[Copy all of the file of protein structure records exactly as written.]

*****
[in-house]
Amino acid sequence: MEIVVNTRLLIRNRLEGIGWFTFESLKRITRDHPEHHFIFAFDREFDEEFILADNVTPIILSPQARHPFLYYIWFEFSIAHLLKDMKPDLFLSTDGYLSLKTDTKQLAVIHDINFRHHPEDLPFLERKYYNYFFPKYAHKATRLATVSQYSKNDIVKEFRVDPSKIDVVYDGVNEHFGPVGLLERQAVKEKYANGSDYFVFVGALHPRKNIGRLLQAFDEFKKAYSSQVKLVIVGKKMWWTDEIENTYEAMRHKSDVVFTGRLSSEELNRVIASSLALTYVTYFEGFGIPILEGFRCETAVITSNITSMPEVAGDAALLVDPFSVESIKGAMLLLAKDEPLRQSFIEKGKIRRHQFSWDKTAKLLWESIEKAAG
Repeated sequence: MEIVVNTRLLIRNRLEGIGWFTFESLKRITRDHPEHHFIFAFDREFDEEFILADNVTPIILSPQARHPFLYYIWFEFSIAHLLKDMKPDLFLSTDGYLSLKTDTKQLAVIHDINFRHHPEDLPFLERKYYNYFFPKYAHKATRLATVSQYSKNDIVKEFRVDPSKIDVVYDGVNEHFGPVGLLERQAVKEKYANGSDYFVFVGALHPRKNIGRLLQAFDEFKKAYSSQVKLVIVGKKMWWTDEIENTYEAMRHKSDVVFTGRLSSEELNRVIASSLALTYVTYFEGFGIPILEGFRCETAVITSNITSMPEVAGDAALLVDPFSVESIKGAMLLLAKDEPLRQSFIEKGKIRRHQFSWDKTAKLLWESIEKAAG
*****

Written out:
[in-house]
Amino acid sequence: MEIVVNTRLLIRNRLEGIGWFTFESLKRITRDHPEHHFIFAFDREFDEEFILADNVTPIILSPQARHPFLYYIWFEFSIAHLLKDMKPDLFLSTDGYLSLKTDTKQLAVIHDINFRHHPEDLPFLERKYYNYFFPKYAHKATRLATVSQYSKNDIVKEFRVDPSKIDVVYDGVNEHFGPVGLLERQAVKEKYANGSDYFVFVGALHPRKNIGRLLQAFDEFKKAYSSQVKLVIVGKKMWWTDEIENTYEAMRHKSDVVFTGRLSSEELNRVIASSLALTYVTYFEGFGIPILEGFRCETAVITSNITSMPEVAGDAALLVDPFSVESIKGAMLLLAKDEPLRQSFIEKGKIRRHQFSWDKTAKLLWESIEKAAG
Repeated sequence: MEIVVNTRLLIRNRLEGIGWFTFESLKRITRDHPEHHFIFAFDREFDEEFILADNVTPIILSPQARHPFLYYIWFEFSIAHLLKDMKPDLFLSTDGYLSLKTDTKQLAVIHDINFRHHPEDLPFLERKYYNYFFPKYAHKATRLATVSQYSKNDIVKEFRVDPSKIDVVYDGVNEHFGPVGLLERQAVKEKYANGSDYFVFVGALHPRKNIGRLLQAFDEFKKAYSSQVKLVIVGKKMWWTDEIENTYEAMRHKSDVVFTGRLSSEELNRVIASSLALTYVTYFEGFGIPILEGFRCETAVITSNITSMPEVAGDAALLVDPFSVESIKGAMLLLAKDEPLRQSFIEKGKIRRHQFSWDKTAKLLWESIEKAAG